New cost-of-living measures expected in coming weeks

Ministers and senior officials expect that a new package of cost of living measures will be needed in the coming weeks as the Government scrambles to alleviate the impact of rising energy prices and rampant inflation.

Taoiseach Micheál Martin and Minister for the Environment Eamon Ryan both indicated on Thursday further measures would be considered, while three other Cabinet Ministers told The Irish Times more Government intervention would be necessary.

In the Dáil, Mr Ryan said the Government “will come forward in the coming weeks with a number of other measures . . . to try and help address this real crisis we have” and suggested electricity companies could be required to offer the lowest rates to all customers.

Hardest hit

“What we’ve done so far is not going to be enough,” Mr Ryan said. “We’re going to need to do more.”

The Taoiseach said among the new measures under consideration were an expansion of the eligibility criteria for fuel allowance and a move to give families with children “extra help”. He said the Government’s focus was to target resources to assist the people and sectors hardest hit.

Last night, Mr Martin told the Dublin Chamber of Commerce the impact of the war in Ukraine and arrival of refugees in Ireland would be “unlike anything we have seen in our lifetimes and it will, I believe, require an extraordinary societal response”.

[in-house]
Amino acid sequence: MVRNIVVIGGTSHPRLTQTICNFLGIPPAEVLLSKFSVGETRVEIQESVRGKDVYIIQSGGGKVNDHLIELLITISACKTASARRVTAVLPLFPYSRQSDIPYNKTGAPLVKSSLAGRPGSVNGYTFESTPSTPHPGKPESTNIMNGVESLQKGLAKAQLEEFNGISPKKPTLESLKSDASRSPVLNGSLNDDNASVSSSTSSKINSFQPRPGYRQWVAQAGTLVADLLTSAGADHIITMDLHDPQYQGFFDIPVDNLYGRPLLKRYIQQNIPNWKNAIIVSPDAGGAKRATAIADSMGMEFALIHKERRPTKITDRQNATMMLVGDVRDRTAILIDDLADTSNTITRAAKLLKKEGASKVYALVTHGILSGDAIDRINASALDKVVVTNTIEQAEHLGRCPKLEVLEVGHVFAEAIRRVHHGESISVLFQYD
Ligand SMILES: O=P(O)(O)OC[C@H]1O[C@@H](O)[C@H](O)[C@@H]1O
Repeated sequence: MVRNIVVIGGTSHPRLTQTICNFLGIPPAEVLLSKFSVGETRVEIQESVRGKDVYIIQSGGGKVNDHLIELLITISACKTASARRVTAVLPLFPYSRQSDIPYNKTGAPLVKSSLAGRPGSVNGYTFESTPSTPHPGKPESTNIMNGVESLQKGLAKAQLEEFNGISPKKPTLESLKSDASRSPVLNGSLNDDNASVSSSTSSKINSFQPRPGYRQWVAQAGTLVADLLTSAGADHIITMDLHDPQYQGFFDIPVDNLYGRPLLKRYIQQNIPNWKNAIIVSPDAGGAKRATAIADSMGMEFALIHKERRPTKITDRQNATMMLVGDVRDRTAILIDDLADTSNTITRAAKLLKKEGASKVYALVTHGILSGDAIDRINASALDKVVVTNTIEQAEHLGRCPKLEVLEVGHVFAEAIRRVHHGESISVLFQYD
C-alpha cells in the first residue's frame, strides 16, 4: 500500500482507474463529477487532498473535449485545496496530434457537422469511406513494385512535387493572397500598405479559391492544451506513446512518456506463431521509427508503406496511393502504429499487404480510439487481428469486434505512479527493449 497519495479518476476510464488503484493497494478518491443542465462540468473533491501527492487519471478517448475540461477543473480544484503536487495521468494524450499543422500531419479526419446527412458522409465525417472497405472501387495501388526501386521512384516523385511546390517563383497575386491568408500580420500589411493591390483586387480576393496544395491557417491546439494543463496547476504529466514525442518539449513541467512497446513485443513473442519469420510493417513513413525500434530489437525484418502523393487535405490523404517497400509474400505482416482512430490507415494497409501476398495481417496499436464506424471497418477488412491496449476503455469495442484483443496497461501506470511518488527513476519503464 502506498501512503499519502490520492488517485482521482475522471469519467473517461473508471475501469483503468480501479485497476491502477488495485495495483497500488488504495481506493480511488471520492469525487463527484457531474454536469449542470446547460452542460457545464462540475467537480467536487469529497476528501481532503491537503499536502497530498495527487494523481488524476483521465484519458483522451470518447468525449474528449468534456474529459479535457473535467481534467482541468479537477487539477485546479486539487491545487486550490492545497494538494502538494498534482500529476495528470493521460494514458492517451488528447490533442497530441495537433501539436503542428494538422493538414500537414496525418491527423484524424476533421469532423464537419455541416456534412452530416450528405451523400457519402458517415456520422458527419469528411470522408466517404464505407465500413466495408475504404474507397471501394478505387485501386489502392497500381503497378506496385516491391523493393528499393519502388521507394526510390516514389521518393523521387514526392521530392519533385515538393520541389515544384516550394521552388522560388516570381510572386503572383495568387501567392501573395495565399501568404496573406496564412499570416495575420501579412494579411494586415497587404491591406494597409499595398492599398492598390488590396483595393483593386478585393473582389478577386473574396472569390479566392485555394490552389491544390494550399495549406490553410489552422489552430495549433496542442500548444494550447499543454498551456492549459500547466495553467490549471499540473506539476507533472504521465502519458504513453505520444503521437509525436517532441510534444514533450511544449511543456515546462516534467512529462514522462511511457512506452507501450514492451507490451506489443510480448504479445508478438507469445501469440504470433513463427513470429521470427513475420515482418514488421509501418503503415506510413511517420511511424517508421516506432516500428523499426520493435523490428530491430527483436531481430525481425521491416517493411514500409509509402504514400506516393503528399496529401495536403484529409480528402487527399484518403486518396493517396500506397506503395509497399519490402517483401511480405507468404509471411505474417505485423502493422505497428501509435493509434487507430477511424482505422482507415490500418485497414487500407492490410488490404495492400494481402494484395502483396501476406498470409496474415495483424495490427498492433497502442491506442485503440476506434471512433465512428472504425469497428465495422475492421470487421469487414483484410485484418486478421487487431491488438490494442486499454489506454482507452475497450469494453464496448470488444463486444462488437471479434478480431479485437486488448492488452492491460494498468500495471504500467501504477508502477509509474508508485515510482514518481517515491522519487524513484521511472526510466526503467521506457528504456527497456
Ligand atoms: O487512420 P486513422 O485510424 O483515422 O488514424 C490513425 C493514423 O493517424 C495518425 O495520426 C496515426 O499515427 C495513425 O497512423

‘Terrific burden’

He said it would place “another terrific burden on our public services”.

Speaking on condition of anonymity, one Minister said another package of measures was inevitable and the only question was “what, how much and when”.

Officials from Mr Ryan’s Department of Energy have been meeting with energy suppliers to discuss contingency plans in case the war in Ukraine disrupts imports of Russian oil and gas into the EU.

Asked about imports of liquid natural gas (LNG) – which the Green Party has opposed – Mr Ryan said he would never rule anything out at a time of crisis in energy supplies. That included commercial LNG and State-run LNG facilities – as well as nuclear – if shown to be economic and viable, he said.

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